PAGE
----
RecentReads: Subversives: A sad, enraging tale

September 28, 2012 | By Jim Stovall | Filed in: journalism.

Seth Rosenfeld’s Subversives: The FBI’s War on Student Radicals, and Reagan’s Rise to Power is a sad, depressing and ultimately enraging story.

First, many thanks to Rosenfeld and the attorneys who worked with him to bring us this information. It took more than 30 years and repeated suits against the Federal Bureau of Investigation to pry this information out of the bureau. They stuck with it and got the story — at least, a good part of it.

The story here is that J. Edgar Hoover and Ronald Reagan betrayed the nation. They weren’t agents of a foreign power. Instead, they became what they said they were fighting — subversives. They (and many others with them) actively undermined the laws and values of America to advance their own political agendas and to gain and maintain their political power.

In the 40 years since Hoover’s death, much has been revealed about how he used his considerable power and the resources of the FBI to spy on American citizens, conduct “black-bag jobs,” such as illegal break-ins and wiretaps, and spread false information — all to discredit people he perceived to be “enemies.” Hoover’s administration of the FBI has been thoroughly discredited.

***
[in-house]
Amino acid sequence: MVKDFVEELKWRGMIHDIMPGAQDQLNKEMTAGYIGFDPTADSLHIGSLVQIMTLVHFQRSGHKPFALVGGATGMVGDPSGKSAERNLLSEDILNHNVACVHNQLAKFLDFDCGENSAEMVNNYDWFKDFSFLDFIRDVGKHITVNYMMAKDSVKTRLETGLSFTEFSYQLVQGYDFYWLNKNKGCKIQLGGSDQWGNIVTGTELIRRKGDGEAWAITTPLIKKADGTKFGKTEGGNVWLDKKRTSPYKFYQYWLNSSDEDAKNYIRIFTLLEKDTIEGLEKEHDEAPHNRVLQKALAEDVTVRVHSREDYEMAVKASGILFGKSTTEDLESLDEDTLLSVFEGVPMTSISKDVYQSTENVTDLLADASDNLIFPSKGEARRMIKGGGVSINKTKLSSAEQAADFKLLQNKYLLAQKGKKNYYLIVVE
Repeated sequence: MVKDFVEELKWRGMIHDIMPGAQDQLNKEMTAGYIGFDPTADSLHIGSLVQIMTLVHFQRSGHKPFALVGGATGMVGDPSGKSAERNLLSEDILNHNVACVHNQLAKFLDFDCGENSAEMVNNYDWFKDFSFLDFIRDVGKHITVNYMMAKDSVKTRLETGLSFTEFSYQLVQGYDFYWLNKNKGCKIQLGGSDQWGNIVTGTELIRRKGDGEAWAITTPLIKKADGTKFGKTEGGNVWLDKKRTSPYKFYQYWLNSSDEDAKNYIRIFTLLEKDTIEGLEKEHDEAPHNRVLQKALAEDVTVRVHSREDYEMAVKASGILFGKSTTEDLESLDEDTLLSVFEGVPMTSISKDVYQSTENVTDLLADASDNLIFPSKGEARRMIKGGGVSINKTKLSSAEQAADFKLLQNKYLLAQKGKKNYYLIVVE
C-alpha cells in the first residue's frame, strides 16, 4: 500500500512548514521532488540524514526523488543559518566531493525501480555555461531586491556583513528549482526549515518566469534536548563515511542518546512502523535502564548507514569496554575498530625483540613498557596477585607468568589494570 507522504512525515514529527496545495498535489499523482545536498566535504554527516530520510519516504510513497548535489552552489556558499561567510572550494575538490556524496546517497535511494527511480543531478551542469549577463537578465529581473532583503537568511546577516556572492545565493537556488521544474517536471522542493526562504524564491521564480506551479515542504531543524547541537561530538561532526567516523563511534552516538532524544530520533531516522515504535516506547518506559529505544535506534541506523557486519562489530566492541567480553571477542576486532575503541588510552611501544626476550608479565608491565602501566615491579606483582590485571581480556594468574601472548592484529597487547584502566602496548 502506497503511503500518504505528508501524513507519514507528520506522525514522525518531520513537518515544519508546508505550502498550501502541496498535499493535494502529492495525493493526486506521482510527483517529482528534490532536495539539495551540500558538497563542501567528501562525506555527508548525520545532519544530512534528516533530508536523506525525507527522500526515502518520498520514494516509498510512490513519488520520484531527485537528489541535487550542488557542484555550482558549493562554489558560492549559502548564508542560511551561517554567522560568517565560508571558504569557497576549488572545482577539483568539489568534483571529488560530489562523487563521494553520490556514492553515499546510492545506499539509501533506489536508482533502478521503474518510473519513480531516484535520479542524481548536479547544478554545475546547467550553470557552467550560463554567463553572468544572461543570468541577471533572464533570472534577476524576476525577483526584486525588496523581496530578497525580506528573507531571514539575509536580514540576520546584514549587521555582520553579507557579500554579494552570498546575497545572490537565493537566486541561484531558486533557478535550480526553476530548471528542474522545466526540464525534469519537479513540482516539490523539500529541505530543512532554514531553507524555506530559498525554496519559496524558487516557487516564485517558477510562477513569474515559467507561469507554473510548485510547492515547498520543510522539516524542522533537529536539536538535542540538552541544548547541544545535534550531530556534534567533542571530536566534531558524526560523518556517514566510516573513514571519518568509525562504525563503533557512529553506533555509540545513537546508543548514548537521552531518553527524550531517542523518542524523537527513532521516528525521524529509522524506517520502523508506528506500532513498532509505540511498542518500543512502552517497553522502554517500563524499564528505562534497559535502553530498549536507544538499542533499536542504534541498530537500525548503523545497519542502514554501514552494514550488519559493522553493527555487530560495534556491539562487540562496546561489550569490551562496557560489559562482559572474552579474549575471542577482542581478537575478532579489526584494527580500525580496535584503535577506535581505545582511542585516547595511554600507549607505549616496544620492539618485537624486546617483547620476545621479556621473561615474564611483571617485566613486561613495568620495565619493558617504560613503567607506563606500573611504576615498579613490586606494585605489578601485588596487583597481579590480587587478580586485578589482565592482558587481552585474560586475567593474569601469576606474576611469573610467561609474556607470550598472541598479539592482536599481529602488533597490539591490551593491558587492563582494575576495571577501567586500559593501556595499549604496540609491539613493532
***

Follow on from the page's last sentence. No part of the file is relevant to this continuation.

What this book reveals is how much Ronald Reagan cooperated with the FBI from the time in the 1950s when he was president of the Screen Actors Guild to when he became governor and declared war on the Free Speech Movement at the University of California in Berkeley. Reagan was so obsessed with the idea of a “Communist conspiracy” that was subverting American life he became a first class snitch for the FBI, willing to inform on them at any time and for any reason (including the fact that they disagreed with him about Guild policies.

The Free Speech Movement, with its fuzzy-headed appearance, goals and excesses, was made to order for someone with the attitudes and ethics of Reagan, and Hoover rarely hesitated to help him out.

It is little wonder that the FBI so vigorously resisted — and continues to resist — revealing this information. The “subversives” of the title refers not to people like Mario Savio, leader of the Movement, or Clark Kerr, chancellor of the University (and a favorite target of both Reagan and Hoover). Rather, the true subversives are the people were our leaders.

I have two quibbles about this book, both having to do with photography. First, the jacket design is terrible – both confusing and somewhat misleading. Second, there are not enough pictures in the book, and those that are included are of terrible quality. The publisher owed this book and its fine author more attention.


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